Play: Children feel inside the bag and try to guess what the objects are. Younger children can simply enjoy feeling the different textures, but older children should try to name the items. If you have a group of children, you can give each child one minute to feel inside the bag, and then they can write down as many objects as they can recall feeling in the bag.

Activities that challenge communication and literacy skills


Prep: Select a few words at random, such as “dog”, “ladybird” and “hop”. For older children use a dictionary to find more challenging options, or ask children for words they learnt at school. You can also use story blocks. These are wooden squares, like dice, with words written on them. Write nouns, like places or animals, on each side of one block, and on the other write actions or emotions.
Play: Ask children to tell a story using the words that have been selected. To play with the story blocks, roll the blocks and tell a story using the words that appear on the top.

Activities that challenge problem-solving skills

Marble run

Prep: Gather an assortment of tubes and pipes, and find some marbles. You will also need some masking tape or duct tape.
Play: Give your child the equipment, and find a spare wall in the house. They can then design a marble run, taping the tubes and pipes onto the wall, so that the marbles will run down to the bottom. If there are any flaws in their design, they should find a way to fix them. If a few children are playing, split them into teams and see who can build the longest, or quickest, marble run with the same number of parts.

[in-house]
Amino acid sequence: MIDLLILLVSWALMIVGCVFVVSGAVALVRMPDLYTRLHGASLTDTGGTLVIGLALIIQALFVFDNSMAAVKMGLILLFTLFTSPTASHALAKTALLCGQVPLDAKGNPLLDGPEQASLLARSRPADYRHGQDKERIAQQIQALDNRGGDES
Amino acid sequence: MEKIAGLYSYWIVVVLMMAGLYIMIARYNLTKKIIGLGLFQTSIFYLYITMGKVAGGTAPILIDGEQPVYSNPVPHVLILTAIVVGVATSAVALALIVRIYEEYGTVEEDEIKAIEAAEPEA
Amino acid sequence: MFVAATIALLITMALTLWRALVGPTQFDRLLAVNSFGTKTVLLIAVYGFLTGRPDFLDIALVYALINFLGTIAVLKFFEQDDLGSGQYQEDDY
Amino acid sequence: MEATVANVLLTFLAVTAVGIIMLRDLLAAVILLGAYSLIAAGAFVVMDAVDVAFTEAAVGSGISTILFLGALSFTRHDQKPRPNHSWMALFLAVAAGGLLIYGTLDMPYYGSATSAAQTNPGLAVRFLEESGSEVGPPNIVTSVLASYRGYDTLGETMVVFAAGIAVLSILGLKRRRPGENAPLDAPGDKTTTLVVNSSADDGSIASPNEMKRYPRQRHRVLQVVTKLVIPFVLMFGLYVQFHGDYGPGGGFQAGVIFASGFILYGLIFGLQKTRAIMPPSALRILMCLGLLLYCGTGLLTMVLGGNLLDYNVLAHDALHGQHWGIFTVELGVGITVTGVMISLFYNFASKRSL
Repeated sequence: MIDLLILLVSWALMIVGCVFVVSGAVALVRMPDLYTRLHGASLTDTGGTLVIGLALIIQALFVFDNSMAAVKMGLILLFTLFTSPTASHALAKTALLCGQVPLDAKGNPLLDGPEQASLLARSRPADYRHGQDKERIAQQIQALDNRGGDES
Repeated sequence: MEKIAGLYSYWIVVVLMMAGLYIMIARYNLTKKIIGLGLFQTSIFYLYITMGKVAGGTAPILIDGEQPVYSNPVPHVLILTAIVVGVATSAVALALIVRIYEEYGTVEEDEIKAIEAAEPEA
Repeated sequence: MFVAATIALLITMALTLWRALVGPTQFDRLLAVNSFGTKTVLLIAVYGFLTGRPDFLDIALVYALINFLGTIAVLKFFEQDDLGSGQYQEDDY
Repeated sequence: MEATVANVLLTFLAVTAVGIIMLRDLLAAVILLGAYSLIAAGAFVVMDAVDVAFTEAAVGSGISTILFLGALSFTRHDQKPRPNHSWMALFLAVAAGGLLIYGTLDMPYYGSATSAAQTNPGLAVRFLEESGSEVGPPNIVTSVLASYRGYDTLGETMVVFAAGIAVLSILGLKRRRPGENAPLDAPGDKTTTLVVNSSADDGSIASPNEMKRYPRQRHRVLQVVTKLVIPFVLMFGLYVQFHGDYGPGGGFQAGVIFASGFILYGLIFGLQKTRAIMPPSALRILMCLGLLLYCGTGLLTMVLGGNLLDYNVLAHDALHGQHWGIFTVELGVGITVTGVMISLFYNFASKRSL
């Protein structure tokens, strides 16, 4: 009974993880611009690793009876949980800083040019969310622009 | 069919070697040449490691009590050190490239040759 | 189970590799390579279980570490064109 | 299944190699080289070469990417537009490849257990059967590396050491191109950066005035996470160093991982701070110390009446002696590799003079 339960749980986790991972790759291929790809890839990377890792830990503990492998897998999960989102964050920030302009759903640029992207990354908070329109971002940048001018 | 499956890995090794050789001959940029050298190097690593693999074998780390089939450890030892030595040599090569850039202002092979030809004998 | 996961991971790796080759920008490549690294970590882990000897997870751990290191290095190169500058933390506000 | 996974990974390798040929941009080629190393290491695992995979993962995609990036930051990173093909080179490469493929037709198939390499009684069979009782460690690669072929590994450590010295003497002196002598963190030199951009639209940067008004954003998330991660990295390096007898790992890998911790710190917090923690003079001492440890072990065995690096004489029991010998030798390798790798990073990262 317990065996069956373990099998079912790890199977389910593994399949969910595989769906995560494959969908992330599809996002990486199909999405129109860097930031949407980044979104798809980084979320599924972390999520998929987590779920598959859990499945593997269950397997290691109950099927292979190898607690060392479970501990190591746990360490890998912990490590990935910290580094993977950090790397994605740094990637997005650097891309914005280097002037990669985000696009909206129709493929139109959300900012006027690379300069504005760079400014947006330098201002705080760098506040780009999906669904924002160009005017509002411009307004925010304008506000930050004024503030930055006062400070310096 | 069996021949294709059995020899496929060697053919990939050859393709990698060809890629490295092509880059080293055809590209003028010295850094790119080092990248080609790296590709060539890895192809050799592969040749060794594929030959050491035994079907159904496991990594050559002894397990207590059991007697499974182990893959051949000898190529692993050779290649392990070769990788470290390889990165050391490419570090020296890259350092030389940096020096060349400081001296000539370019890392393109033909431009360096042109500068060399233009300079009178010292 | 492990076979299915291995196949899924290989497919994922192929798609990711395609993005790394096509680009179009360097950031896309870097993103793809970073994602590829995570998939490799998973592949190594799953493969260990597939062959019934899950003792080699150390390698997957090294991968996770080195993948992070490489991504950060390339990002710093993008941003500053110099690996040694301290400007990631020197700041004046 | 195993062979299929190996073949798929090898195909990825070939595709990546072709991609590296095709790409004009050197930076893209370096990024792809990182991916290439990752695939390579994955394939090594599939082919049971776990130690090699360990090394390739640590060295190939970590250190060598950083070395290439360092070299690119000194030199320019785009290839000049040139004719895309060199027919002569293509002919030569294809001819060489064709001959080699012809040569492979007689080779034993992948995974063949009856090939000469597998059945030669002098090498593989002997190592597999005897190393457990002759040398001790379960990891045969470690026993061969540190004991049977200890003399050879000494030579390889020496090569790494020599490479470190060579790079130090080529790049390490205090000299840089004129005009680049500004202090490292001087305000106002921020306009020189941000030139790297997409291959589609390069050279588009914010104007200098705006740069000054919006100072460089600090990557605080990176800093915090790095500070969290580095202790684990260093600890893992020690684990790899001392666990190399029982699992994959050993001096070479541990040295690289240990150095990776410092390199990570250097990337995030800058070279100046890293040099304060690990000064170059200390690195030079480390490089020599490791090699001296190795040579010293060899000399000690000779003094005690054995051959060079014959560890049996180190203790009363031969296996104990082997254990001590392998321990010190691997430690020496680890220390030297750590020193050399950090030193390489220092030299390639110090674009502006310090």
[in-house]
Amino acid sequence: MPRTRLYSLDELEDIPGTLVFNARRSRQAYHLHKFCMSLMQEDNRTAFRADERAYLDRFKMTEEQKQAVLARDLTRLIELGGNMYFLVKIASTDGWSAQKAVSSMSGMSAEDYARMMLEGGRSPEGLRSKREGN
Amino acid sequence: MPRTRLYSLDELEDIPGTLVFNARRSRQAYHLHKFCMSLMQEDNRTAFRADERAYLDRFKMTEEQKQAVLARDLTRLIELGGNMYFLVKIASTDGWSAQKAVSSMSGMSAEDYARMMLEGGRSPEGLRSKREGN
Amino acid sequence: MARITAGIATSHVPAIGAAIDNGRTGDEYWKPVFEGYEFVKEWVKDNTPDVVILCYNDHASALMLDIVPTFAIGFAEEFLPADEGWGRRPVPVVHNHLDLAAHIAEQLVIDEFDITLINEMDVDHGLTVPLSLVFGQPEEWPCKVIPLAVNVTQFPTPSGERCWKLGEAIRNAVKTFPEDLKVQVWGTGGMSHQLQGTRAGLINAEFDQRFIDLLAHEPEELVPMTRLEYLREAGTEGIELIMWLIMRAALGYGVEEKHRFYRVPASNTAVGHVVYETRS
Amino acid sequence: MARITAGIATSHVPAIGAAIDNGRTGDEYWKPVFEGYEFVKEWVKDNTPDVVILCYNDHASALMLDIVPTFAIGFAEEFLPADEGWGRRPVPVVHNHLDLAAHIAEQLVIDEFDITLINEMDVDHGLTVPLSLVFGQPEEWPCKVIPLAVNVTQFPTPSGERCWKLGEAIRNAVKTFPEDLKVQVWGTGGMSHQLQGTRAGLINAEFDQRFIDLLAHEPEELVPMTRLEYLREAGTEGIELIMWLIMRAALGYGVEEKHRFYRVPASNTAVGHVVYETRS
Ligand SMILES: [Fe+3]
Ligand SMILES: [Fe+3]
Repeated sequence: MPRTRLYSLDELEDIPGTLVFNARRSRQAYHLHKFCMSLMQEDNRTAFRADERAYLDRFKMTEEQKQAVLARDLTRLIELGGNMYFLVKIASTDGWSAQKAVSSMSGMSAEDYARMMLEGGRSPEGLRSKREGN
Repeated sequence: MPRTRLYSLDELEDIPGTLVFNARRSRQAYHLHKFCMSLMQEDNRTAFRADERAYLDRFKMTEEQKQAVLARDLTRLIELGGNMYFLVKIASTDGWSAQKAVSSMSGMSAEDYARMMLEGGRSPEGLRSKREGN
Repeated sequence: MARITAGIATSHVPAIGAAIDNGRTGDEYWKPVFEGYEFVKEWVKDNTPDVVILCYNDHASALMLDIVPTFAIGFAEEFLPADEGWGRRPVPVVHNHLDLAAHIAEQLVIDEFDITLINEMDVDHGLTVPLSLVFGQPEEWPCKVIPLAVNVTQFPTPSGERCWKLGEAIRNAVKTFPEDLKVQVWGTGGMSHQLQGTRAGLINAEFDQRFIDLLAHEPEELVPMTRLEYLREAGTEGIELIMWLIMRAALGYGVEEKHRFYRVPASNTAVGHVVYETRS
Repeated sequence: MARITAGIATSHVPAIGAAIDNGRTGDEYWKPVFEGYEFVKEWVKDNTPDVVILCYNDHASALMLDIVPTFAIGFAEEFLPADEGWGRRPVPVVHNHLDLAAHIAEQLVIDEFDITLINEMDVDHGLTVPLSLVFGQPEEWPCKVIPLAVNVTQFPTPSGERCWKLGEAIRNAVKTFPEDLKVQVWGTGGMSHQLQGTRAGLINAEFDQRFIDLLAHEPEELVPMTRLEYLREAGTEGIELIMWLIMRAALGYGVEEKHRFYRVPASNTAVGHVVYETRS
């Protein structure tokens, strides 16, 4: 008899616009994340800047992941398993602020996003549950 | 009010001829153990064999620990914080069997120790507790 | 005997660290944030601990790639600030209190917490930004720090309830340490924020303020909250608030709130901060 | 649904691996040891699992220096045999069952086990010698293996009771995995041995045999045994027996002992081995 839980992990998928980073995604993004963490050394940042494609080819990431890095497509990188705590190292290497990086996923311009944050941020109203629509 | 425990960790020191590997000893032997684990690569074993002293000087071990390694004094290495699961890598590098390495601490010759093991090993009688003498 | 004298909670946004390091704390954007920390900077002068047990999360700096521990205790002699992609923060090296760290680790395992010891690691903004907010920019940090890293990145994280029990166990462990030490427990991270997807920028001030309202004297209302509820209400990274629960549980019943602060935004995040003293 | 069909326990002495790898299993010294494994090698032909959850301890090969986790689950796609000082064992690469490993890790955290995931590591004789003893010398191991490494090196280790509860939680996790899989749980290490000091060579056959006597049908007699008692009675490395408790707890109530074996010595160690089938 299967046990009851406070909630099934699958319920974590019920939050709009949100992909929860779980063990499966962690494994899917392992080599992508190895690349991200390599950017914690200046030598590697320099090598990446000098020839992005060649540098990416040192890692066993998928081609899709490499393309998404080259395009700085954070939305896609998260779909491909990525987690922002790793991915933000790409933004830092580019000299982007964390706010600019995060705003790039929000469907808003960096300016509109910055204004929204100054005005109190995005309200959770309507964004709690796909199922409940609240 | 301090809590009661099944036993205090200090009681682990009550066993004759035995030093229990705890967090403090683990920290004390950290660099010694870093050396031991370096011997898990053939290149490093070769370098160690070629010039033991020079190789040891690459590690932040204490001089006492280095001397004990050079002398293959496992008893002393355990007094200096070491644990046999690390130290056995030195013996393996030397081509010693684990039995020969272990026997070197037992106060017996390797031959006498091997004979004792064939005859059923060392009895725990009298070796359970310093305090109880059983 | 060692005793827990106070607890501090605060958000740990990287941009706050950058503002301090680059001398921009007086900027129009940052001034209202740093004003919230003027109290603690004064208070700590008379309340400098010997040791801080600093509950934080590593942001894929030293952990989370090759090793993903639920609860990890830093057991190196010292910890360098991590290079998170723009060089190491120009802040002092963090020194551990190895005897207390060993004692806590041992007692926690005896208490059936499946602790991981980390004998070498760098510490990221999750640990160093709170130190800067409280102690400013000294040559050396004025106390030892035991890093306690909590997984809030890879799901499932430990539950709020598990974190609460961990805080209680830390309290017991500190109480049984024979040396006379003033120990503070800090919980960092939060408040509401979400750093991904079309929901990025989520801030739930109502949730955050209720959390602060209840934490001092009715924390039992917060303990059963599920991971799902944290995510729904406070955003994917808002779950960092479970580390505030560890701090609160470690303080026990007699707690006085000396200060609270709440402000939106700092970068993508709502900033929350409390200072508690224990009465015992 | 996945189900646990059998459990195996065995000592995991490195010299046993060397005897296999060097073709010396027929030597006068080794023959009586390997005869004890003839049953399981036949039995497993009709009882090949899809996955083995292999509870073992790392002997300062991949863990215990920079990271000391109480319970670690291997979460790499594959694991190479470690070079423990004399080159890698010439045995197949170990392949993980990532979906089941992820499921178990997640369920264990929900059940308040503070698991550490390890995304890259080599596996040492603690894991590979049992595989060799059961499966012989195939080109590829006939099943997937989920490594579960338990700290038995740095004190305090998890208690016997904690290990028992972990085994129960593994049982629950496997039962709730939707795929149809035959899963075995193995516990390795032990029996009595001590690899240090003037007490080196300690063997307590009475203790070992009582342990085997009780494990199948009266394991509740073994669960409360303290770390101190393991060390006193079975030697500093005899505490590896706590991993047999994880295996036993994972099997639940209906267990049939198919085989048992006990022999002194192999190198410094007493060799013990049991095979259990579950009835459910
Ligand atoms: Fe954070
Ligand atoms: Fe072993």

Bean bag maths

Prep: Get a large piece of cardboard and cut holes of varying sizes in it. Assign numbers to each hole, with the biggest hole having the lowest number and the smallest having the highest number. Use numbers that are age-appropriate.
Play: Children take turns throwing bean bags or balls through the holes. Each time they get one through they add that hole’s number to their score. Make it harder by adding symbols like +, -, or x in front of the numbers.

Activities that challenge physical skills

Hoop toss

Prep: Cut the centre out of a few paper plates and stick a long cardboard tube upright on another paper plate. If you have a group of children playing, make a few more uprights and colour the hoops in different colours.
Play: Children take turns throwing the hoops over the tube. Try playing in teams if there are lots of children, where each team gets a different colour. You can also do time trials, giving the players a minute to get as many as possible. They will need to use teamwork so that they have a steady stream of hoops to throw.

Rainy day games guaranteed to use up energy.

Other ideas for activities that challenge physical skills

  • Indoor hopscotch – use masking tape to outline the blocks.
  • Indoor maze – use masking tape to mark a maze on the floor, then kick a ball through the maze.
  • Play musical chairs or musical statues.
  • Have pillow case races down the passage.
  • Stepping stones – children try getting from one side of the room to the other without touching the floor.

Tamlyn Vincent